The fight over executor fees stems in part from the will’s lack of clarity. The document expressly rules out the executors getting the statutory commission based on the estate’s assets, according to the attorney general’s filing.

The filing describes that provision of the will as a “prudent decision” because the statutory commission would have come to about $200 million, an amount that “would far exceed the reasonable value of the executors’ services.”

But the will doesn’t specify how the executor fees should be calculated, according to the attorney general’s filing. That means the executors “are entitled only to reasonable compensation for the services they actually rendered to the estate and nothing more,” the filing said.

Any resolution will center on the question of what is reasonable. The 2014 affidavit filed by the executors points to out how challenging it was for them to handle more than 80 stakes in real estate in 17 states and the District of Columbia, hundreds of individual bond issues, and hundreds of other pieces of personal property. The real estate included such trophies as the Empire State Building and Park Lane Hotel, garden apartments in White Plains, N.Y., and Wal-Mart Stores Inc. WMT 1.71 % properties throughout the country.

Complicating the executors’ task was the financial downturn and Mrs. Helmsley’s “personal notoriety,” the affidavit said. The executors contended that under these “unprecedented, extraordinary and exceptionally difficult” conditions they achieved enormous savings for the estate by doing such things as keeping taxes to a minimum and waiting for opportune times to sell such assets as the Park Lane.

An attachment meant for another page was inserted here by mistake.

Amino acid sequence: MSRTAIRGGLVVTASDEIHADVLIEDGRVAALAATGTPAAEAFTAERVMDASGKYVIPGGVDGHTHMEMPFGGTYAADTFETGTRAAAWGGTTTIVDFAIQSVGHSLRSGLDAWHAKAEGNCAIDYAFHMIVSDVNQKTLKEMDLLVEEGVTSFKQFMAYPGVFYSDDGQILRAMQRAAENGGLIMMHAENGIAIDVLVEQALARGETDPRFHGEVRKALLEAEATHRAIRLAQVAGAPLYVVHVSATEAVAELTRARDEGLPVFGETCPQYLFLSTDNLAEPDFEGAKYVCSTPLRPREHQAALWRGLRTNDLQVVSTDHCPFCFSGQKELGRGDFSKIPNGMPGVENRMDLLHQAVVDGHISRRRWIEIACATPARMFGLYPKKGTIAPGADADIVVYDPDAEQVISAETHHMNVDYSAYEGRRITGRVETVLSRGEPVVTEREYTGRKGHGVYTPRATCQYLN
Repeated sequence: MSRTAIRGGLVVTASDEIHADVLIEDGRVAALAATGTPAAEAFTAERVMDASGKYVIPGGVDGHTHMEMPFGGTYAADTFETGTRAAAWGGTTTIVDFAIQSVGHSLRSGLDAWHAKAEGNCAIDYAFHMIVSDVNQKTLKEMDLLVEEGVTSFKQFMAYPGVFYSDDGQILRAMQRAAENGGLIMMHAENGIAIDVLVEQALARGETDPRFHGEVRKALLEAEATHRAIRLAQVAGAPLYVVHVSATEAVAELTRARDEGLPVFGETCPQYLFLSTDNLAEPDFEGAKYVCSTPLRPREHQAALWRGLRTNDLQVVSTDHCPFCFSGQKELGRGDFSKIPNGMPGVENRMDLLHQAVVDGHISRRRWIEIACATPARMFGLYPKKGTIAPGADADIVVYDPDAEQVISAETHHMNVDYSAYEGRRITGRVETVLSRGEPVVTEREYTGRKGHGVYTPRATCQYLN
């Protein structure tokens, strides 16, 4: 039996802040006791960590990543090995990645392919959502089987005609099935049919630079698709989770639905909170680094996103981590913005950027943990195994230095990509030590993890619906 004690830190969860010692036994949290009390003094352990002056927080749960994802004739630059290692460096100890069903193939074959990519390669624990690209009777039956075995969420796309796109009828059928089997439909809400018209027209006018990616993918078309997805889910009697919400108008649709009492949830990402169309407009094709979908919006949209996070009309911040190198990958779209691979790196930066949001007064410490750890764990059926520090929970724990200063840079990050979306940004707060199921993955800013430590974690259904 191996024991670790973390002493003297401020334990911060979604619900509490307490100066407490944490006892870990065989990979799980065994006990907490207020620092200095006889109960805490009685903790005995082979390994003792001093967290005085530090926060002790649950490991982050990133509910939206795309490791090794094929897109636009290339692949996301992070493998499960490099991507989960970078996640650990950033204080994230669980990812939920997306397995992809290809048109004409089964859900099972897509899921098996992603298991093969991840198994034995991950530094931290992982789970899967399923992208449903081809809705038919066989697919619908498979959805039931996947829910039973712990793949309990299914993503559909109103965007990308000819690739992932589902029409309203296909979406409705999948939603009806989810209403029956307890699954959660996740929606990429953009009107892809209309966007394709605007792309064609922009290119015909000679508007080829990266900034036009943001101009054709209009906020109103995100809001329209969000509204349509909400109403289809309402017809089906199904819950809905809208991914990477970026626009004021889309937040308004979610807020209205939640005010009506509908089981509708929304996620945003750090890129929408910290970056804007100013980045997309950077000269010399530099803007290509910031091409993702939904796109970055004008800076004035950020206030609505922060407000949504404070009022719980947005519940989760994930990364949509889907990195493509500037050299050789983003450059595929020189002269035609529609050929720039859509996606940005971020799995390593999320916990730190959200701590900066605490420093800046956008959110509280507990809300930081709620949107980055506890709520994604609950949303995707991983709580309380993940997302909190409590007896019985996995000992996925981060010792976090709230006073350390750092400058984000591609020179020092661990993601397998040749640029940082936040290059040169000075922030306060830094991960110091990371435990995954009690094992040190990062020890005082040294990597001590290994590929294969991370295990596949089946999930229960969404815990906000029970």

“The executors confronted innumerable challenges and problems which were addressed successfully, all to the enormous benefit of the Charitable Trust,” the affidavit states.

The attorney general’s filing calls the affidavit “misleading” because it creates the impression that the executors were at the center of the real estate deal-making. In fact, they were “primarily reviewing information, analyses and recommendations prepared by their consultants and counsel,” the filing says.

The attorney general’s filing asks the court to appoint a neutral expert to advise on the “reasonable value” of the executors work.

As an alternative, the papers provide an analysis of what reasonable compensation should be based on the amount of hours the executors worked. That analysis concludes the four executors worked a total of about 15,535 hours and that a fair rate of payment would be $628 an hour based in part on what senior executives at the company were being paid at the time of Mrs. Helmsley’s death.

Mrs. Helmsley left instructions in her will that the fortune be spent on “purposes related to the provision of care for dogs” but a judge ruled that the trustees could give the money away as they saw fit. The trust had made $1.42 billion in grants as of March 2015 to charities including nonprofit organizations involved in health care and education. The four executors of
the Helmsley estate also are the trust’s four trustees, according to its 2014 annual filing.

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Patricia Annino is a sought after speaker and nationally recognized authority on women and estate planning. She educates and empowers women to value themselves and their contributions in order to ACCOMPLISH GREAT THINGS in the world – and in so doing PROTECT THEMSELVES, those they love, and the organizations they care about. Annino recently released an updated version of her successful book, Women and Money: A Practical Guide to Estate Planning to include recent changes in the laws that govern how we protect our assets during and beyond our lifetime. To download Annino’s FREE eBook, Estate Planning 101 visit,